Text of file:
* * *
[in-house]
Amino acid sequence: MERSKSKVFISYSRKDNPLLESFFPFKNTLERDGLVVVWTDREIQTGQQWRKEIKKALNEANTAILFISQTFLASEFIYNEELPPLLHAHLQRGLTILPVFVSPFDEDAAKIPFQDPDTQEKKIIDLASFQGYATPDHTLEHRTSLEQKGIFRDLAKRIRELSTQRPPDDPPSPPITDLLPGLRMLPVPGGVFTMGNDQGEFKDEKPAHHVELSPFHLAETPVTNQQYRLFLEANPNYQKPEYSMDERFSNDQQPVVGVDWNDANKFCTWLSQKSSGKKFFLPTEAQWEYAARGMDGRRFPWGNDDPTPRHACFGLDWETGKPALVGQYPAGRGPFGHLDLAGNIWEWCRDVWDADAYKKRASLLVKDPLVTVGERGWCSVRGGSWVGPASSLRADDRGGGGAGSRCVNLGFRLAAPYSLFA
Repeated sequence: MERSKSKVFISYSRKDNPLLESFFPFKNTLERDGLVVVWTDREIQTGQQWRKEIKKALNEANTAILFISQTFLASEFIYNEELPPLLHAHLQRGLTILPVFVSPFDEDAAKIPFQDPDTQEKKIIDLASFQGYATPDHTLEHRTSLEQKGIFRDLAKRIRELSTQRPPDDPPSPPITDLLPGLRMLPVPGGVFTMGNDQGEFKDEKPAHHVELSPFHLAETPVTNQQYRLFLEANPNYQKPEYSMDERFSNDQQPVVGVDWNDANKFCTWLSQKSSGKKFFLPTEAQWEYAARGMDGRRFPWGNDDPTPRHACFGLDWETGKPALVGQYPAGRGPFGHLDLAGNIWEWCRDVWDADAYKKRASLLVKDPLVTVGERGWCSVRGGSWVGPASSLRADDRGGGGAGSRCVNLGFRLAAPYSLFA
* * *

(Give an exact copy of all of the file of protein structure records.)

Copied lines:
[in-house]
Amino acid sequence: MERSKSKVFISYSRKDNPLLESFFPFKNTLERDGLVVVWTDREIQTGQQWRKEIKKALNEANTAILFISQTFLASEFIYNEELPPLLHAHLQRGLTILPVFVSPFDEDAAKIPFQDPDTQEKKIIDLASFQGYATPDHTLEHRTSLEQKGIFRDLAKRIRELSTQRPPDDPPSPPITDLLPGLRMLPVPGGVFTMGNDQGEFKDEKPAHHVELSPFHLAETPVTNQQYRLFLEANPNYQKPEYSMDERFSNDQQPVVGVDWNDANKFCTWLSQKSSGKKFFLPTEAQWEYAARGMDGRRFPWGNDDPTPRHACFGLDWETGKPALVGQYPAGRGPFGHLDLAGNIWEWCRDVWDADAYKKRASLLVKDPLVTVGERGWCSVRGGSWVGPASSLRADDRGGGGAGSRCVNLGFRLAAPYSLFA
Repeated sequence: MERSKSKVFISYSRKDNPLLESFFPFKNTLERDGLVVVWTDREIQTGQQWRKEIKKALNEANTAILFISQTFLASEFIYNEELPPLLHAHLQRGLTILPVFVSPFDEDAAKIPFQDPDTQEKKIIDLASFQGYATPDHTLEHRTSLEQKGIFRDLAKRIRELSTQRPPDDPPSPPITDLLPGLRMLPVPGGVFTMGNDQGEFKDEKPAHHVELSPFHLAETPVTNQQYRLFLEANPNYQKPEYSMDERFSNDQQPVVGVDWNDANKFCTWLSQKSSGKKFFLPTEAQWEYAARGMDGRRFPWGNDDPTPRHACFGLDWETGKPALVGQYPAGRGPFGHLDLAGNIWEWCRDVWDADAYKKRASLLVKDPLVTVGERGWCSVRGGSWVGPASSLRADDRGGGGAGSRCVNLGFRLAAPYSLFA